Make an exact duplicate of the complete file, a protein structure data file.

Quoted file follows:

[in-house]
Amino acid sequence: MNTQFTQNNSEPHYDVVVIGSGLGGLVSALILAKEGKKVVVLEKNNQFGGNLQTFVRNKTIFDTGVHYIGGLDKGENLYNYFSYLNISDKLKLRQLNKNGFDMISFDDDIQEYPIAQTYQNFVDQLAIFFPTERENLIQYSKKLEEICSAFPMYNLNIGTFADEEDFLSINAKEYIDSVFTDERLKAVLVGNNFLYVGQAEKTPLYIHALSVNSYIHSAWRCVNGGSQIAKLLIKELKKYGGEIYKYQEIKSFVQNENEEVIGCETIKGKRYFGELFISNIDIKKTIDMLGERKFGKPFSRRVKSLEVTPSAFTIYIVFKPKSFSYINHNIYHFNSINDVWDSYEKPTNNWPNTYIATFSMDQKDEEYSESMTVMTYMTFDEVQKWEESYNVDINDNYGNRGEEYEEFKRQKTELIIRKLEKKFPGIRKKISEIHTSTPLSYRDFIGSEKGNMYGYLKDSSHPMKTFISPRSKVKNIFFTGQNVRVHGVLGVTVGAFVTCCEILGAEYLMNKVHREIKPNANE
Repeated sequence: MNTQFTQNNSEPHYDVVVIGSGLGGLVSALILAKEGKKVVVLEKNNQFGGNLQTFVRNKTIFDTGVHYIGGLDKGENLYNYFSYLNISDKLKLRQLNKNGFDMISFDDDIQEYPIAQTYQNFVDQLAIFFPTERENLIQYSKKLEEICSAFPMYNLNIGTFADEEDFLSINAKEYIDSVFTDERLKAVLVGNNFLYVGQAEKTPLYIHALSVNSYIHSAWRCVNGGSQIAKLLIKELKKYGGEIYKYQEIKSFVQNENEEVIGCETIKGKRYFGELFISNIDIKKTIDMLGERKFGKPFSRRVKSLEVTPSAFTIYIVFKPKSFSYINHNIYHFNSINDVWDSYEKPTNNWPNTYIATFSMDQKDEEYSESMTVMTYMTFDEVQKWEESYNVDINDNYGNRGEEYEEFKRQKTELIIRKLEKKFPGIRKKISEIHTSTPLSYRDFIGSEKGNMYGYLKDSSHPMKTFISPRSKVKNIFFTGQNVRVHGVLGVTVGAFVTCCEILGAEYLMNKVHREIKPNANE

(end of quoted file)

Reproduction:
[in-house]
Amino acid sequence: MNTQFTQNNSEPHYDVVVIGSGLGGLVSALILAKEGKKVVVLEKNNQFGGNLQTFVRNKTIFDTGVHYIGGLDKGENLYNYFSYLNISDKLKLRQLNKNGFDMISFDDDIQEYPIAQTYQNFVDQLAIFFPTERENLIQYSKKLEEICSAFPMYNLNIGTFADEEDFLSINAKEYIDSVFTDERLKAVLVGNNFLYVGQAEKTPLYIHALSVNSYIHSAWRCVNGGSQIAKLLIKELKKYGGEIYKYQEIKSFVQNENEEVIGCETIKGKRYFGELFISNIDIKKTIDMLGERKFGKPFSRRVKSLEVTPSAFTIYIVFKPKSFSYINHNIYHFNSINDVWDSYEKPTNNWPNTYIATFSMDQKDEEYSESMTVMTYMTFDEVQKWEESYNVDINDNYGNRGEEYEEFKRQKTELIIRKLEKKFPGIRKKISEIHTSTPLSYRDFIGSEKGNMYGYLKDSSHPMKTFISPRSKVKNIFFTGQNVRVHGVLGVTVGAFVTCCEILGAEYLMNKVHREIKPNANE
Repeated sequence: MNTQFTQNNSEPHYDVVVIGSGLGGLVSALILAKEGKKVVVLEKNNQFGGNLQTFVRNKTIFDTGVHYIGGLDKGENLYNYFSYLNISDKLKLRQLNKNGFDMISFDDDIQEYPIAQTYQNFVDQLAIFFPTERENLIQYSKKLEEICSAFPMYNLNIGTFADEEDFLSINAKEYIDSVFTDERLKAVLVGNNFLYVGQAEKTPLYIHALSVNSYIHSAWRCVNGGSQIAKLLIKELKKYGGEIYKYQEIKSFVQNENEEVIGCETIKGKRYFGELFISNIDIKKTIDMLGERKFGKPFSRRVKSLEVTPSAFTIYIVFKPKSFSYINHNIYHFNSINDVWDSYEKPTNNWPNTYIATFSMDQKDEEYSESMTVMTYMTFDEVQKWEESYNVDINDNYGNRGEEYEEFKRQKTELIIRKLEKKFPGIRKKISEIHTSTPLSYRDFIGSEKGNMYGYLKDSSHPMKTFISPRSKVKNIFFTGQNVRVHGVLGVTVGAFVTCCEILGAEYLMNKVHREIKPNANE